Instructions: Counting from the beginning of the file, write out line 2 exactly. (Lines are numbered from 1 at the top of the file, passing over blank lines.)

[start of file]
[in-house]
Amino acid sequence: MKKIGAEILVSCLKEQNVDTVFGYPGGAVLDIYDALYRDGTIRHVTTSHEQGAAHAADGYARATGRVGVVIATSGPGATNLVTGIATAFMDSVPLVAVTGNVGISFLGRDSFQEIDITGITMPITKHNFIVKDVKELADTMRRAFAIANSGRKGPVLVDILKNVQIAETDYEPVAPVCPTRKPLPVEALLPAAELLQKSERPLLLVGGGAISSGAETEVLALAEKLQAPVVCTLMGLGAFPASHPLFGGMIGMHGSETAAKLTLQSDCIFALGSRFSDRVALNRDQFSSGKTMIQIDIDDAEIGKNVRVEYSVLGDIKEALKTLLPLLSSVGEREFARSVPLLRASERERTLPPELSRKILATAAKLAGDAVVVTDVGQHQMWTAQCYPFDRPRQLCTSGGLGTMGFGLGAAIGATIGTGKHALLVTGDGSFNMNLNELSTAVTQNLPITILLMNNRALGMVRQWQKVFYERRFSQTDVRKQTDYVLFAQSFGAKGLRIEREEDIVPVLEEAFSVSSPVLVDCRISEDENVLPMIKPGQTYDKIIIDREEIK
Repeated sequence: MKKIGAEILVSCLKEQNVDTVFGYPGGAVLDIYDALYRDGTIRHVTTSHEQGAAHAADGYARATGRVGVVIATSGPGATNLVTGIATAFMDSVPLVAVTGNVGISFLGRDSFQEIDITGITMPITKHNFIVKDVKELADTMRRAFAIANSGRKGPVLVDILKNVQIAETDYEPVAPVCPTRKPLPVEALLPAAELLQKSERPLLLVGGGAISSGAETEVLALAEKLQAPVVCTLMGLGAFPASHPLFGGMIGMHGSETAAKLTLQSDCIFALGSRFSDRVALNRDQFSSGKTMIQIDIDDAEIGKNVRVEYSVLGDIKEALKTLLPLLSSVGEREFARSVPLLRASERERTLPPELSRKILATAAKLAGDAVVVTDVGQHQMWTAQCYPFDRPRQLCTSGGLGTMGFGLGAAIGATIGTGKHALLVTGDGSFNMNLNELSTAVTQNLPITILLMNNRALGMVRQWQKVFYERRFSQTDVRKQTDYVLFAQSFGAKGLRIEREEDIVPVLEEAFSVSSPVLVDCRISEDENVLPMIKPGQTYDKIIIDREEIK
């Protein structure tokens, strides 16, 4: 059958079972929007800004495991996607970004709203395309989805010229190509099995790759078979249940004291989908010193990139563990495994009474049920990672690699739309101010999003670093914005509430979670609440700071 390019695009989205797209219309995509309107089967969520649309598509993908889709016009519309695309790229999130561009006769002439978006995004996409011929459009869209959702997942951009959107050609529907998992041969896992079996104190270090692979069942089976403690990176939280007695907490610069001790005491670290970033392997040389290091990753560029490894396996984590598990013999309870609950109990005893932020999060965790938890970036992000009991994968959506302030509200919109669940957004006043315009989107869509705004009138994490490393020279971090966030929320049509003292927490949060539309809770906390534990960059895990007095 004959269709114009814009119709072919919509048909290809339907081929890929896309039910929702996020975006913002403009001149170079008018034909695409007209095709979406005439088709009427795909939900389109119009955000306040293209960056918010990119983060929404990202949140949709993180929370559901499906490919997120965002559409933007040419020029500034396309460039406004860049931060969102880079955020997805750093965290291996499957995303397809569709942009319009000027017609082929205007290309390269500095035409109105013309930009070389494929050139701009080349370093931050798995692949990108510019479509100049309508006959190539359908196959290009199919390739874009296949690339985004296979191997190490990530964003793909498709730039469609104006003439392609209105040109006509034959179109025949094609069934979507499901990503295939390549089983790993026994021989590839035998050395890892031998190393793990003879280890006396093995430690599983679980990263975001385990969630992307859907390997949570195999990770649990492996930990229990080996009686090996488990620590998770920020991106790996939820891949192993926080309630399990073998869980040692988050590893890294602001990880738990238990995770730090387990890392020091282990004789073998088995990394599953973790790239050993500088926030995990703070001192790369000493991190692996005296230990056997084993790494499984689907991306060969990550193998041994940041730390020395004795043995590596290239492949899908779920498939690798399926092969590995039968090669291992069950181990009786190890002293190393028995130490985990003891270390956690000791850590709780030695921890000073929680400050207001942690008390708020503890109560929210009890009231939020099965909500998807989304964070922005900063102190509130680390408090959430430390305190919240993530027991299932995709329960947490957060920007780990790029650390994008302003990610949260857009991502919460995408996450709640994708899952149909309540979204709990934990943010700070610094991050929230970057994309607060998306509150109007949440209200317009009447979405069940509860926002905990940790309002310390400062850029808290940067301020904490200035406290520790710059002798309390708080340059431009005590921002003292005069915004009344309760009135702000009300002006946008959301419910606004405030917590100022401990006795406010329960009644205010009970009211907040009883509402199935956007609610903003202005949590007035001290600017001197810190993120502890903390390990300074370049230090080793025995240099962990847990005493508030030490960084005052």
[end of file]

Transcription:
Amino acid sequence: MKKIGAEILVSCLKEQNVDTVFGYPGGAVLDIYDALYRDGTIRHVTTSHEQGAAHAADGYARATGRVGVVIATSGPGATNLVTGIATAFMDSVPLVAVTGNVGISFLGRDSFQEIDITGITMPITKHNFIVKDVKELADTMRRAFAIANSGRKGPVLVDILKNVQIAETDYEPVAPVCPTRKPLPVEALLPAAELLQKSERPLLLVGGGAISSGAETEVLALAEKLQAPVVCTLMGLGAFPASHPLFGGMIGMHGSETAAKLTLQSDCIFALGSRFSDRVALNRDQFSSGKTMIQIDIDDAEIGKNVRVEYSVLGDIKEALKTLLPLLSSVGEREFARSVPLLRASERERTLPPELSRKILATAAKLAGDAVVVTDVGQHQMWTAQCYPFDRPRQLCTSGGLGTMGFGLGAAIGATIGTGKHALLVTGDGSFNMNLNELSTAVTQNLPITILLMNNRALGMVRQWQKVFYERRFSQTDVRKQTDYVLFAQSFGAKGLRIEREEDIVPVLEEAFSVSSPVLVDCRISEDENVLPMIKPGQTYDKIIIDREEIK